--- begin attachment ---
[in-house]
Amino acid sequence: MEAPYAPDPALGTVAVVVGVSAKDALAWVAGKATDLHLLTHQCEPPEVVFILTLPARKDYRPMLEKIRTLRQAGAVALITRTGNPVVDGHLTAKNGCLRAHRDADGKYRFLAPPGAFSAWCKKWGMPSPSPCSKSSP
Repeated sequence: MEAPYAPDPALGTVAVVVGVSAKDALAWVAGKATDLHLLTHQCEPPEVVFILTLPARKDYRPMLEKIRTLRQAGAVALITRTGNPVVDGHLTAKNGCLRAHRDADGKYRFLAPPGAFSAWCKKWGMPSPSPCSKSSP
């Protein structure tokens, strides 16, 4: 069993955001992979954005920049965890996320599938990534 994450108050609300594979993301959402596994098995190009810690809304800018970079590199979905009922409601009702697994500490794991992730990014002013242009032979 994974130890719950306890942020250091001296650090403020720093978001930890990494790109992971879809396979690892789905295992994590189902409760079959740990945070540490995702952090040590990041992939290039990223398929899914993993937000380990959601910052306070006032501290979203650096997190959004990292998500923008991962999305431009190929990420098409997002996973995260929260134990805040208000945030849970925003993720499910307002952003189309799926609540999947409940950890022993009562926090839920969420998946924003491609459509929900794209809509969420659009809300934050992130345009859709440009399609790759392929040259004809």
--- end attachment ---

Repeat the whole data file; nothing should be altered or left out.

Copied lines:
[in-house]
Amino acid sequence: MEAPYAPDPALGTVAVVVGVSAKDALAWVAGKATDLHLLTHQCEPPEVVFILTLPARKDYRPMLEKIRTLRQAGAVALITRTGNPVVDGHLTAKNGCLRAHRDADGKYRFLAPPGAFSAWCKKWGMPSPSPCSKSSP
Repeated sequence: MEAPYAPDPALGTVAVVVGVSAKDALAWVAGKATDLHLLTHQCEPPEVVFILTLPARKDYRPMLEKIRTLRQAGAVALITRTGNPVVDGHLTAKNGCLRAHRDADGKYRFLAPPGAFSAWCKKWGMPSPSPCSKSSP
């Protein structure tokens, strides 16, 4: 069993955001992979954005920049965890996320599938990534 994450108050609300594979993301959402596994098995190009810690809304800018970079590199979905009922409601009702697994500490794991992730990014002013242009032979 994974130890719950306890942020250091001296650090403020720093978001930890990494790109992971879809396979690892789905295992994590189902409760079959740990945070540490995702952090040590990041992939290039990223398929899914993993937000380990959601910052306070006032501290979203650096997190959004990292998500923008991962999305431009190929990420098409997002996973995260929260134990805040208000945030849970925003993720499910307002952003189309799926609540999947409940950890022993009562926090839920969420998946924003491609459509929900794209809509969420659009809300934050992130345009859709440009399609790759392929040259004809």